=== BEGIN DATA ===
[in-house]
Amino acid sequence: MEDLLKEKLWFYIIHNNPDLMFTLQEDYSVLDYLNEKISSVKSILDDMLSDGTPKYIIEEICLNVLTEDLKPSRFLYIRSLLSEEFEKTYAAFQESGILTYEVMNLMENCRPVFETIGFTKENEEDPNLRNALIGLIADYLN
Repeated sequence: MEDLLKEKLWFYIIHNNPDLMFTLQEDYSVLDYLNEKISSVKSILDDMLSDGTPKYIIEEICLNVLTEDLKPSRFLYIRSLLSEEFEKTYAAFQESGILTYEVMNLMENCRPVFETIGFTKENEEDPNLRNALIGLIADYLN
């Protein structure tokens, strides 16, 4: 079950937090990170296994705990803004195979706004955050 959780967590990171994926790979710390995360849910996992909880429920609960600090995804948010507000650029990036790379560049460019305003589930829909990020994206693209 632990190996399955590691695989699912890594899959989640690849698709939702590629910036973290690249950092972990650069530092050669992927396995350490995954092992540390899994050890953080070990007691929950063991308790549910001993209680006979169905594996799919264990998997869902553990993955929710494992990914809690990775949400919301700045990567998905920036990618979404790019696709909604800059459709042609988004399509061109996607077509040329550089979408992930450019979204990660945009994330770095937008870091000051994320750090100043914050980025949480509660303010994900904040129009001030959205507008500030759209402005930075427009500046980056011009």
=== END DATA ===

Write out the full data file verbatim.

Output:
[in-house]
Amino acid sequence: MEDLLKEKLWFYIIHNNPDLMFTLQEDYSVLDYLNEKISSVKSILDDMLSDGTPKYIIEEICLNVLTEDLKPSRFLYIRSLLSEEFEKTYAAFQESGILTYEVMNLMENCRPVFETIGFTKENEEDPNLRNALIGLIADYLN
Repeated sequence: MEDLLKEKLWFYIIHNNPDLMFTLQEDYSVLDYLNEKISSVKSILDDMLSDGTPKYIIEEICLNVLTEDLKPSRFLYIRSLLSEEFEKTYAAFQESGILTYEVMNLMENCRPVFETIGFTKENEEDPNLRNALIGLIADYLN
């Protein structure tokens, strides 16, 4: 079950937090990170296994705990803004195979706004955050 959780967590990171994926790979710390995360849910996992909880429920609960600090995804948010507000650029990036790379560049460019305003589930829909990020994206693209 632990190996399955590691695989699912890594899959989640690849698709939702590629910036973290690249950092972990650069530092050669992927396995350490995954092992540390899994050890953080070990007691929950063991308790549910001993209680006979169905594996799919264990998997869902553990993955929710494992990914809690990775949400919301700045990567998905920036990618979404790019696709909604800059459709042609988004399509061109996607077509040329550089979408992930450019979204990660945009994330770095937008870091000051994320750090100043914050980025949480509660303010994900904040129009001030959205507008500030759209402005930075427009500046980056011009």